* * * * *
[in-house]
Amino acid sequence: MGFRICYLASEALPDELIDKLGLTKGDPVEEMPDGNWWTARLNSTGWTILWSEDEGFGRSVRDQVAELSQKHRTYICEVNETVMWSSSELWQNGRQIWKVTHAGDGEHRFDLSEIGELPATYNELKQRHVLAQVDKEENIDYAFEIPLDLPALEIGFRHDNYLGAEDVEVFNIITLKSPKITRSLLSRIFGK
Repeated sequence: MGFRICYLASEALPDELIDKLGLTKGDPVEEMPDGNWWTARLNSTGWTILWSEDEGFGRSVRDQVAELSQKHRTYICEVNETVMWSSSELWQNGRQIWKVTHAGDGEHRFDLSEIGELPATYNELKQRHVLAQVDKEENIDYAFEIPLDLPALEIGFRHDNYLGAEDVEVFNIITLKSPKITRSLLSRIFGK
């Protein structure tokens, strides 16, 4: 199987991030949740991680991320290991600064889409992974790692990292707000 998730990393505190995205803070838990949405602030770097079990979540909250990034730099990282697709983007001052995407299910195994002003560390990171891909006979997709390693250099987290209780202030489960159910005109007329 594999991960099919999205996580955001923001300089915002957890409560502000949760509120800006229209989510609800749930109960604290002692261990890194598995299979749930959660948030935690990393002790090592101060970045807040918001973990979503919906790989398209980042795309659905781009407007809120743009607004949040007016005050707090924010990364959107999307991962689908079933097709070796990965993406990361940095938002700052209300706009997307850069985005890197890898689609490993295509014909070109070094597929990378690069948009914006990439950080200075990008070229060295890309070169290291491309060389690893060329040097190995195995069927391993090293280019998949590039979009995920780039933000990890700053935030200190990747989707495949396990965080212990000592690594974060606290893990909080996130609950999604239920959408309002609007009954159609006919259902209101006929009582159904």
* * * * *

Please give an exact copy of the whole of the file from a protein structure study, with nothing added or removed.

[in-house]
Amino acid sequence: MGFRICYLASEALPDELIDKLGLTKGDPVEEMPDGNWWTARLNSTGWTILWSEDEGFGRSVRDQVAELSQKHRTYICEVNETVMWSSSELWQNGRQIWKVTHAGDGEHRFDLSEIGELPATYNELKQRHVLAQVDKEENIDYAFEIPLDLPALEIGFRHDNYLGAEDVEVFNIITLKSPKITRSLLSRIFGK
Repeated sequence: MGFRICYLASEALPDELIDKLGLTKGDPVEEMPDGNWWTARLNSTGWTILWSEDEGFGRSVRDQVAELSQKHRTYICEVNETVMWSSSELWQNGRQIWKVTHAGDGEHRFDLSEIGELPATYNELKQRHVLAQVDKEENIDYAFEIPLDLPALEIGFRHDNYLGAEDVEVFNIITLKSPKITRSLLSRIFGK
């Protein structure tokens, strides 16, 4: 199987991030949740991680991320290991600064889409992974790692990292707000 998730990393505190995205803070838990949405602030770097079990979540909250990034730099990282697709983007001052995407299910195994002003560390990171891909006979997709390693250099987290209780202030489960159910005109007329 594999991960099919999205996580955001923001300089915002957890409560502000949760509120800006229209989510609800749930109960604290002692261990890194598995299979749930959660948030935690990393002790090592101060970045807040918001973990979503919906790989398209980042795309659905781009407007809120743009607004949040007016005050707090924010990364959107999307991962689908079933097709070796990965993406990361940095938002700052209300706009997307850069985005890197890898689609490993295509014909070109070094597929990378690069948009914006990439950080200075990008070229060295890309070169290291491309060389690893060329040097190995195995069927391993090293280019998949590039979009995920780039933000990890700053935030200190990747989707495949396990965080212990000592690594974060606290893990909080996130609950999604239920959408309002609007009954159609006919259902209101006929009582159904």